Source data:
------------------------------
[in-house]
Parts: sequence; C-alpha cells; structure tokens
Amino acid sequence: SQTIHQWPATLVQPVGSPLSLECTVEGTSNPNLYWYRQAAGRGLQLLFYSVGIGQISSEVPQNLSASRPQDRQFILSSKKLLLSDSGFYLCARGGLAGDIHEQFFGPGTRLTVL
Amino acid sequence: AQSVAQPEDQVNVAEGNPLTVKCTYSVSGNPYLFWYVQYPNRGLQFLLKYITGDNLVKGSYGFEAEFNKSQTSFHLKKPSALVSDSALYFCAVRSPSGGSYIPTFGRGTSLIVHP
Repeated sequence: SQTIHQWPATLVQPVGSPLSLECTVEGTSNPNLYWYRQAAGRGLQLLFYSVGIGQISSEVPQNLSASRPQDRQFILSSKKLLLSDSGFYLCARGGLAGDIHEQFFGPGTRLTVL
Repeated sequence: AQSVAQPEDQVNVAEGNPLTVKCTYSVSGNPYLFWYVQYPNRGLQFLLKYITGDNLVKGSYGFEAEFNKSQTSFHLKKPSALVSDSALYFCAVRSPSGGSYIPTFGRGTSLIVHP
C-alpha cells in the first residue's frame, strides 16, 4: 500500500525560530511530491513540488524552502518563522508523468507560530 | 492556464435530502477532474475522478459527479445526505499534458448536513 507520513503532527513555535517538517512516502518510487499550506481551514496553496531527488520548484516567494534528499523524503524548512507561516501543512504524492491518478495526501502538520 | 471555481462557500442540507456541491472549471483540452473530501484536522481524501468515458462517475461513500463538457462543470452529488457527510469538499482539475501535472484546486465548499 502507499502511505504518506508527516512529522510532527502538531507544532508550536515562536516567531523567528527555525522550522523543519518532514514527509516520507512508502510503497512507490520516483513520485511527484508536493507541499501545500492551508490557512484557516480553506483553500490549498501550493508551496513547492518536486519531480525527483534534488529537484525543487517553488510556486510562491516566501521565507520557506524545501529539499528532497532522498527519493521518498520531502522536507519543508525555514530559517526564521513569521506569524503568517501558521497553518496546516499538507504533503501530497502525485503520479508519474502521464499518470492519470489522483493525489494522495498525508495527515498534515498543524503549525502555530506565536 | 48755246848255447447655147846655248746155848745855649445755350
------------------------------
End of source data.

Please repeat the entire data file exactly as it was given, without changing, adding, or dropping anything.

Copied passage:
[in-house]
Parts: sequence; C-alpha cells; structure tokens
Amino acid sequence: SQTIHQWPATLVQPVGSPLSLECTVEGTSNPNLYWYRQAAGRGLQLLFYSVGIGQISSEVPQNLSASRPQDRQFILSSKKLLLSDSGFYLCARGGLAGDIHEQFFGPGTRLTVL
Amino acid sequence: AQSVAQPEDQVNVAEGNPLTVKCTYSVSGNPYLFWYVQYPNRGLQFLLKYITGDNLVKGSYGFEAEFNKSQTSFHLKKPSALVSDSALYFCAVRSPSGGSYIPTFGRGTSLIVHP
Repeated sequence: SQTIHQWPATLVQPVGSPLSLECTVEGTSNPNLYWYRQAAGRGLQLLFYSVGIGQISSEVPQNLSASRPQDRQFILSSKKLLLSDSGFYLCARGGLAGDIHEQFFGPGTRLTVL
Repeated sequence: AQSVAQPEDQVNVAEGNPLTVKCTYSVSGNPYLFWYVQYPNRGLQFLLKYITGDNLVKGSYGFEAEFNKSQTSFHLKKPSALVSDSALYFCAVRSPSGGSYIPTFGRGTSLIVHP
C-alpha cells in the first residue's frame, strides 16, 4: 500500500525560530511530491513540488524552502518563522508523468507560530 | 492556464435530502477532474475522478459527479445526505499534458448536513 507520513503532527513555535517538517512516502518510487499550506481551514496553496531527488520548484516567494534528499523524503524548512507561516501543512504524492491518478495526501502538520 | 471555481462557500442540507456541491472549471483540452473530501484536522481524501468515458462517475461513500463538457462543470452529488457527510469538499482539475501535472484546486465548499 502507499502511505504518506508527516512529522510532527502538531507544532508550536515562536516567531523567528527555525522550522523543519518532514514527509516520507512508502510503497512507490520516483513520485511527484508536493507541499501545500492551508490557512484557516480553506483553500490549498501550493508551496513547492518536486519531480525527483534534488529537484525543487517553488510556486510562491516566501521565507520557506524545501529539499528532497532522498527519493521518498520531502522536507519543508525555514530559517526564521513569521506569524503568517501558521497553518496546516499538507504533503501530497502525485503520479508519474502521464499518470492519470489522483493525489494522495498525508495527515498534515498543524503549525502555530506565536 | 48755246848255447447655147846655248746155848745855649445755350